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IAEA Completes Nuclear Security Review Mission in Japan

Tokyo, Japan

A team of International Atomic Energy Agency (IAEA) experts today completed a mission to review national nuclear security practices in Japan.

Starting 16 February, the IAEA conducted a two-week International Physical Protection Advisory Service (IPPAS) mission at the request of Japan's Nuclear Regulation Authority (NRA). The mission reviewed the nation's nuclear security regime as well as the security setup at nuclear facilities.

During the mission, NRA officials briefed the IPPAS team on the legislative and regulatory framework for nuclear security as well as computer and information security arrangements. The team reviewed physical protection systems at three sites: the Fast Critical Assembly (FCA) and the Plutonium Fuel Production facility (PFPF) operated by Japan Atomic Energy Agency (JAEA) on 19 February; and the Hamaoka Nuclear Power Station operated by Chubu Electric Power Co., Inc. on 20 February.

The team concluded that, overall, the nuclear security regime and the implementation of physical protection measures for nuclear facilities and nuclear material in Japan was robust, sustainable, and had been significantly enhanced in recent years. The team identified a number of good practices in the nation's nuclear security regime and at the facilities visited. The IPPAS team also provided recommendations and suggestions for the continuous improvement of nuclear security.

"The invitation by Japan of this IPPAS mission demonstrates its commitment to the continuous improvement of its national nuclear security regime. We welcome the width of the scope reviewed, covering the overall regime and security systems at three facilities, and after the successful outcome of this IPPAS Mission we welcome Japan's commitment to take the necessary follow-up measures," said Denis Flory, IAEA Deputy Director General and Head of the Department of Nuclear Safety and Security.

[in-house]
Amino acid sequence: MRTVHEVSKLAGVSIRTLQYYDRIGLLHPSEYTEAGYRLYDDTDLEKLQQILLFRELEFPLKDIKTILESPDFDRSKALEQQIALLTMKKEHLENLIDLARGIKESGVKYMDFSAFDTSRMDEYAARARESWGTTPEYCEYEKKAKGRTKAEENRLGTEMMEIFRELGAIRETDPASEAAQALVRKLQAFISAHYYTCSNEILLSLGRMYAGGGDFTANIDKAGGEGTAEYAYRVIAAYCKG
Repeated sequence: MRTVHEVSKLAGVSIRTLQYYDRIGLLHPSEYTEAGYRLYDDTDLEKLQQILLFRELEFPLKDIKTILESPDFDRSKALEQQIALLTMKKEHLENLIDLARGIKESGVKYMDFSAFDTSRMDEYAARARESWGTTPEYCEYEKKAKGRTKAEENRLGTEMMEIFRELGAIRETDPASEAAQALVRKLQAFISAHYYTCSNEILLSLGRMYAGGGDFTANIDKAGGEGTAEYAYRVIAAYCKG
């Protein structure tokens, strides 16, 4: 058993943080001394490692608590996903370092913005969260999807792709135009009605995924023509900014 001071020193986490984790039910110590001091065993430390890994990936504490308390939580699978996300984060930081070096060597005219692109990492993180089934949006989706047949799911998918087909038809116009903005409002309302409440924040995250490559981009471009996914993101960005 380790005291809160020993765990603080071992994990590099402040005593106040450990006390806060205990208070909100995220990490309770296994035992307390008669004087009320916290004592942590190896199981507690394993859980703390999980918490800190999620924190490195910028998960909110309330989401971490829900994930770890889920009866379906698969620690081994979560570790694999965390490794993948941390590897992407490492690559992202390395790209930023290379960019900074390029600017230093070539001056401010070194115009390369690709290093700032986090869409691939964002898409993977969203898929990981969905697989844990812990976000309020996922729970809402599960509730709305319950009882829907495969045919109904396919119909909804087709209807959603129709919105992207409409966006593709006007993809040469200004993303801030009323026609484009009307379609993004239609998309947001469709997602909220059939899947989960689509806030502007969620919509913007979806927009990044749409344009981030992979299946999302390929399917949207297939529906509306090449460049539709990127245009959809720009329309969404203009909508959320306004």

"The outcome of the IPPAS mission review will be extremely useful for us to further improve our nuclear security regime in Japan. Hereafter, the NRA will fully examine the recommendations and suggestions to be presented in the final report of the mission and strive to take the necessary measures. Also, the NRA recognizes that it is necessary to receive a follow-up mission and also further missions to review other modules of the IPPAS," said Shunichi Tanaka, Chairman of the NRA.

The IAEA team was composed of eight experts from six countries including Finland, Indonesia, Netherlands, Slovenia, United Kingdom as well as the IAEA Secretariat. It was led by Joseph Sandoval, a staff member from the Sandia National Laboratories in the United States.

While in Japan, the team also met with officials from other government ministries and agencies.


This was the 66th IPPAS mission conducted by the IAEA since the programme began in 1995, and Japan is the 42nd country to host an IPPAS mission.

IPPAS missions are intended to help States strengthen their national nuclear security regime. The missions provide peer advice on implementing international instruments, and IAEA guidance on the protection of nuclear and other radioactive material and associated facilities and activities.

The missions call upon a team of international experts to assess a nation's system of physical protection, compare it with international best practices and make recommendations for improvement. IPPAS missions are conducted both on a nationwide and facility-specific basis.

Last update: 16 Feb 2018

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